Inaugural Prize Will Support Faculty Member’s Work in Tissue Repair and Regeneration
January 28, 2015
MEDIA CONTACT: Phil Sneiderman
email@example.com / On Twitter: @filroy
A Johns Hopkins engineering professor who is coaxing stem cells into forming blood vessels that can nurture healthy tissue or starve cancer cells is the first recipient of a new university award that provides $250,000 in research funding.
The inaugural President’s Frontier Award was announced Jan. 28 during a surprise presentation at recipient Sharon Gerecht’s lab on the university’s Homewood Campus in Baltimore. Gerecht is an associate professor in the Whiting School of Engineering’s Department of Chemical and Biomolecular Engineering.
“I am very happy and I am humbled,” Gerecht said at the event. “It is great to have this recognition. It is also a lot of responsibility. We have lots of work to do.”
The presentation was made by Johns Hopkins University President Ronald J. Daniels and Provost Robert C. Lieberman.
“Sharon embodies the best traditions of Johns Hopkins research: vision, collaboration and tireless pursuit of discovery,” Daniels said. “This award reflects our commitment to her work and the advances she is poised to make in the field of stem cell research.”
Since joining the faculty of the university’s Whiting School of Engineering in 2007, Gerecht has made enormous strides in her research, such as demonstrating that stem cells could be prodded to form blood vessels and grow for the first time in a synthetic material. She also developed a new class of oxygen-controlling hydrogels that have potential applications ranging from energy to biomedical uses. Her work has appeared in more than 90 publications, and she holds 19 patents.
Gerecht was awarded her PhD within the Technion – Israel Institute of Technology’s Biotechnology Interdisciplinary Unit in 2004. She then worked as a postdoctoral fellow at MIT before joining the Whiting School faculty. At Johns Hopkins, she has collaborated with researchers across established engineering and medical disciplines. She is a member of the university’s Institute for NanoBioTechnology and a lead investigator with the National Cancer Institute-funded Physical Sciences-Oncology Center.
Recently, Gerecht was named the first Kent Gordon Croft Investment Management Faculty Scholar, a three-year award that provides funds for research, teaching and entrepreneurial activities.
“There is no question that Sharon is a leader in her field with exciting new ideas,” said Provost Lieberman. “She is also a highly valued member of our faculty community who teaches, advises, and mentors students at all levels and is dedicated to empowering women and minorities in science and engineering. We are proud that she has made Johns Hopkins her academic home.”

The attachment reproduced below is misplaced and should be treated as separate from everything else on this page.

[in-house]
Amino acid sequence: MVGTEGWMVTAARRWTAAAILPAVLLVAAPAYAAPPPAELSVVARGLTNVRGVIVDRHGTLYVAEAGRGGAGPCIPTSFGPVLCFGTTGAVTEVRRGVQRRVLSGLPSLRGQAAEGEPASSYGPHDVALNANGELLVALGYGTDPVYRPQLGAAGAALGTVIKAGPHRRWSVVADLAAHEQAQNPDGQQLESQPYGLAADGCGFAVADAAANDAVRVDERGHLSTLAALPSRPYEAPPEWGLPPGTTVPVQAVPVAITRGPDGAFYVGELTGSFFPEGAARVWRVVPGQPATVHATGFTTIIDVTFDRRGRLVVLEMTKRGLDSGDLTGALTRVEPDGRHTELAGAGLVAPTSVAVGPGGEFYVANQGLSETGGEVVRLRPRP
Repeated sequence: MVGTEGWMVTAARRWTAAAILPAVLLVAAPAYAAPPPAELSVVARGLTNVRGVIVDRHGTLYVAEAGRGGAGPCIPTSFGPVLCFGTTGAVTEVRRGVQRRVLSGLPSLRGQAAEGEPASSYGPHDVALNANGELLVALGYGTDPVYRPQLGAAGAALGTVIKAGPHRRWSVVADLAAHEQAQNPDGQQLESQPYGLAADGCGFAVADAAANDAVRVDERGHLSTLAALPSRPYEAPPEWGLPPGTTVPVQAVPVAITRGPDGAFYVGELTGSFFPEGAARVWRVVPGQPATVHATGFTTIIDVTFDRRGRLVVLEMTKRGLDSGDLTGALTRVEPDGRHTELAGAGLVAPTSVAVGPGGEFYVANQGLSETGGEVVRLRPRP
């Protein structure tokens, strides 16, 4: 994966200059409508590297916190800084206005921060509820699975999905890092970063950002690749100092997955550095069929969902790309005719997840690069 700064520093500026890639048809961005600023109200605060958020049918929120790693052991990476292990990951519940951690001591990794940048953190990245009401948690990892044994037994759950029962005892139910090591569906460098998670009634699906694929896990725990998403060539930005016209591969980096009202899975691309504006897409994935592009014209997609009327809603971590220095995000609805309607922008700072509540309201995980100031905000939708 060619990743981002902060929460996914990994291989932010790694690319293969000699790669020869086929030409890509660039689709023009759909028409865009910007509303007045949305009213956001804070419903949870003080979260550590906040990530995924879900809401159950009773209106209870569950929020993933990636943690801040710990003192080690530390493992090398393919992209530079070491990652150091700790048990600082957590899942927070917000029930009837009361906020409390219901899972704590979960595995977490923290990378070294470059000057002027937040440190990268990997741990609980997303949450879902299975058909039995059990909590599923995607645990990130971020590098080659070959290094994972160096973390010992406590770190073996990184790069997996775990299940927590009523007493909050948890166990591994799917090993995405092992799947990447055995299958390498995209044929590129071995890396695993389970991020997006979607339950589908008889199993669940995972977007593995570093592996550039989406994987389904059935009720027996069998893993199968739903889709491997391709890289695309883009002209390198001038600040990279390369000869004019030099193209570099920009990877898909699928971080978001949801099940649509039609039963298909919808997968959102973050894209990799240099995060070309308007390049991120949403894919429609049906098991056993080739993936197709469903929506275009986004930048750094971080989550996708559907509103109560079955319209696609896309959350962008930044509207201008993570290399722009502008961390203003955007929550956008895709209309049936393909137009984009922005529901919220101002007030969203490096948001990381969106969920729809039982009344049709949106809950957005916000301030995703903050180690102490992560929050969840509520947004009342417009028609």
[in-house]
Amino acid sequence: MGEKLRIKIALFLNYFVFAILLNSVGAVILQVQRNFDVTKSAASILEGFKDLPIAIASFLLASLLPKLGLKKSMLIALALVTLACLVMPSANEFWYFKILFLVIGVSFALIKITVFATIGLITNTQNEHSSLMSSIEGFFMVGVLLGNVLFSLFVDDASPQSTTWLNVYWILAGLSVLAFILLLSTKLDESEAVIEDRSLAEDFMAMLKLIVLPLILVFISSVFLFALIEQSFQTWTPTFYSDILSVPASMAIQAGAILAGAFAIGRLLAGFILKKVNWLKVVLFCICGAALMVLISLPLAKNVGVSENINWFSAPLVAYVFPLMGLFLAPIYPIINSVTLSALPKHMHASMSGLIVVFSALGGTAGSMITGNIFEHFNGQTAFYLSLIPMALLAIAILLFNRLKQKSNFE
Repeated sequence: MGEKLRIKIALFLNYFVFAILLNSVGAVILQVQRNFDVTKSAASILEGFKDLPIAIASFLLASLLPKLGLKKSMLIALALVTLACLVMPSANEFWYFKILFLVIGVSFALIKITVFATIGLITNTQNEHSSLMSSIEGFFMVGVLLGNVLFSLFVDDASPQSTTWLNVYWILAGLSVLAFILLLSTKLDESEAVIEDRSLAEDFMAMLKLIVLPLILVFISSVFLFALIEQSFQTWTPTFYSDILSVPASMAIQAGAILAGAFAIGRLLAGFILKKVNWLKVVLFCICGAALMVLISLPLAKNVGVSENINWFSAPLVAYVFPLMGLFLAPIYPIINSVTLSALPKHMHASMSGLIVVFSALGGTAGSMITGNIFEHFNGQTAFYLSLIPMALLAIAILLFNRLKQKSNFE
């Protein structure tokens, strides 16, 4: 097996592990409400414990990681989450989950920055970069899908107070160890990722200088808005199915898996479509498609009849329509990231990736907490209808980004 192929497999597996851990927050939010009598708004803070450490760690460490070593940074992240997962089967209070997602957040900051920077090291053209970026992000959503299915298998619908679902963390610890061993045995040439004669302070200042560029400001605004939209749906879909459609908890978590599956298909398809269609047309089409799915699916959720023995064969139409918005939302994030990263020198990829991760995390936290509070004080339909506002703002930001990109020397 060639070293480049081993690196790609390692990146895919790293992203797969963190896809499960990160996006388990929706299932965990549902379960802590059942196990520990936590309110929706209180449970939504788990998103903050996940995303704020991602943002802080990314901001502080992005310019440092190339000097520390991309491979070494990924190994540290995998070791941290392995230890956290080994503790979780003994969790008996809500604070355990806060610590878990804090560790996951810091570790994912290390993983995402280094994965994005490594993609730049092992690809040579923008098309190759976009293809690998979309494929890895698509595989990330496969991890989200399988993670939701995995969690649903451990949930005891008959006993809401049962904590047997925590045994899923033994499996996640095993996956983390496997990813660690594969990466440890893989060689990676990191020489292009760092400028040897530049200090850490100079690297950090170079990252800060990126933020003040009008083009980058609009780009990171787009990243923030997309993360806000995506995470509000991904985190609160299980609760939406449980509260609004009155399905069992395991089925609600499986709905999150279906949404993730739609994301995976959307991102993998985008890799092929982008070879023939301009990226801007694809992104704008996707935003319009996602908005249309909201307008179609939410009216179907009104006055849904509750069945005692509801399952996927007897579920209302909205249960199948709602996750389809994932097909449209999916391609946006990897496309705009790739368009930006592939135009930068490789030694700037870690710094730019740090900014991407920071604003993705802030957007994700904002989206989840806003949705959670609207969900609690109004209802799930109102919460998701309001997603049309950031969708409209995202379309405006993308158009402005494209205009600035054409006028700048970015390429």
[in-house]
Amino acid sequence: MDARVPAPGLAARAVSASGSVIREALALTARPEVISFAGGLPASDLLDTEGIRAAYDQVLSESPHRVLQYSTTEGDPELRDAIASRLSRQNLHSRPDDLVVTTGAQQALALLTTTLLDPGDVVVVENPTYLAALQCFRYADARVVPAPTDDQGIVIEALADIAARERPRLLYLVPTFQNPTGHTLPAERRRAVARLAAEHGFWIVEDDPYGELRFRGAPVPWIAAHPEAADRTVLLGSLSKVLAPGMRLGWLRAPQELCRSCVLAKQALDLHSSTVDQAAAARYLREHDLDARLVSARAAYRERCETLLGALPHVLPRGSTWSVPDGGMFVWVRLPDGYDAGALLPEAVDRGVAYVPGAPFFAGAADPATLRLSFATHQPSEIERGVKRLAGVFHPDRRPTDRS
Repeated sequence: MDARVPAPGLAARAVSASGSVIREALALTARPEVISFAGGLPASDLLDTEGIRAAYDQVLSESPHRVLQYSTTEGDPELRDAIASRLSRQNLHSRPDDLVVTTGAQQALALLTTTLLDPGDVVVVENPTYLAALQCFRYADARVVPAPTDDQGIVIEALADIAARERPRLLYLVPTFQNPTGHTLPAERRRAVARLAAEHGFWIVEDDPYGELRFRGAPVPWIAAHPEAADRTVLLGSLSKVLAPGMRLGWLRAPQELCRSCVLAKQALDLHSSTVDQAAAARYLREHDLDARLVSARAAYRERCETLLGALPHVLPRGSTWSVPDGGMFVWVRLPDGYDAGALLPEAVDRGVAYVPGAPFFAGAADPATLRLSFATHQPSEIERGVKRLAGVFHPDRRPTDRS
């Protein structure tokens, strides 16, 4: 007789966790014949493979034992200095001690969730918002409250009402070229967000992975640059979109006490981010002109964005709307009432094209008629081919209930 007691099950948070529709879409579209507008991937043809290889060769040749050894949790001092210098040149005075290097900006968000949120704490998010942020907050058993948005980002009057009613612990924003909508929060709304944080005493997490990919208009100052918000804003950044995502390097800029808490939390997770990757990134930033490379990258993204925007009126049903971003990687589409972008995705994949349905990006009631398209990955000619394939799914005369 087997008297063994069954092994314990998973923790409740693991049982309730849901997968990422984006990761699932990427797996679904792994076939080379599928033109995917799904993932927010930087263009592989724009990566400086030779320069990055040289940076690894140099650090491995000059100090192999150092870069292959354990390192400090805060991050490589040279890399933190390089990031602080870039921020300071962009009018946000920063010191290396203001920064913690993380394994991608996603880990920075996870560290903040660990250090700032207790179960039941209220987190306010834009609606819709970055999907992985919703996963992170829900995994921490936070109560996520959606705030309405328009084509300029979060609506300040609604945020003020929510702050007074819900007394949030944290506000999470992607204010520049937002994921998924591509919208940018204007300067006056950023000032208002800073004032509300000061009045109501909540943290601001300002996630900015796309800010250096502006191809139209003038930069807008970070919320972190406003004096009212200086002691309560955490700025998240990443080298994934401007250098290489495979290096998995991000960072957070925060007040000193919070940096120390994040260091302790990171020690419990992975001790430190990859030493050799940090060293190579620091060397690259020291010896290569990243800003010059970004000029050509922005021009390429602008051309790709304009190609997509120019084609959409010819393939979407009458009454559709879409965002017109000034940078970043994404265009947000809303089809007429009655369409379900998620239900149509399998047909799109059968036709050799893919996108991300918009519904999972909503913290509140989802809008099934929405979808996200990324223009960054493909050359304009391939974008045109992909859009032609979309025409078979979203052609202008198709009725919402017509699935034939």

Her newest honor, the President’s Frontier Award, will provide $250,000 to support Gerecht’s research. University leaders said the goal of the award is to help Gerecht realize her great promise as an innovator in her field.
“We are trying to rebuild blood vessels because they are so important in so many diseases. If you control the process, you can help or inhibit disease processes in the body,” Gerecht said. “There is not enough money to think out of the box and propose things that are risky. It’s becoming very difficult to get this money… Hopefully, this will fund out of the box thinking or crazy ideas that might lead to breakthrough inventions and discoveries.”
The Frontier Award was made possible through a generous donation from two Johns Hopkins alumni: university trustee Louis J. Forster and Kathleen M. Pike. The award will recognize one person each year for five years with funding for their research expenses. When it was announced, the program was characterized as an investment in a researcher’s future potential, rather than a lifetime achievement award.
After the Frontier Award nomination process was opened last fall to full-time faculty from all Johns Hopkins schools and campuses, dozens of nominations were submitted and reviewed in a two-tiered process before the president and the provost made the final selection.
University leaders said that in addition to Frontier Award winner Gerecht, three outstanding finalists are being recognized with $50,000 presidential monetary gifts to fund their research and advance their academic pursuits.
These three finalists are Scott Bailey, associate professor in the Bloomberg School of Public Health’s Department of Biochemistry and Molecular Biology; Samer Hattar, associate professor in the Krieger School of Arts and Sciences’ Department of Biology; and Sean Sun, associate professor in the Whiting School of Engineering’s Department of Mechanical Engineering.
The Frontier Award is part of an expanded effort by the university to provide more funding to help faculty members move forward with innovative research projects. Earlier this week, university leaders unveiled two such programs: the Discovery Awards, which aim to spark new research interactions among faculty across the university; and the Catalyst Awards, which are intended to help promising early-career faculty to establish their research programs. More information about these awards and funding programs can be found on the provost’s website: http://web.jhu.edu/administration/provost/awards/index.html
A short video from the presentation event can be viewed here: http://youtu.be/RctvF44c6Pk
A color photo of Sharon Gerecht is available; contact Phil Sneiderman.
Gerecht Lab Page: http://gerechtlab.johnshopkins.edu/
Department of Chemical and Biomolecular Engineering: http://engineering.jhu.edu/chembe/
Whiting School of Engineering: http://engineering.jhu.edu/
Johns Hopkins Institute for NanoBioTechnology: http://inbt.jhu.edu/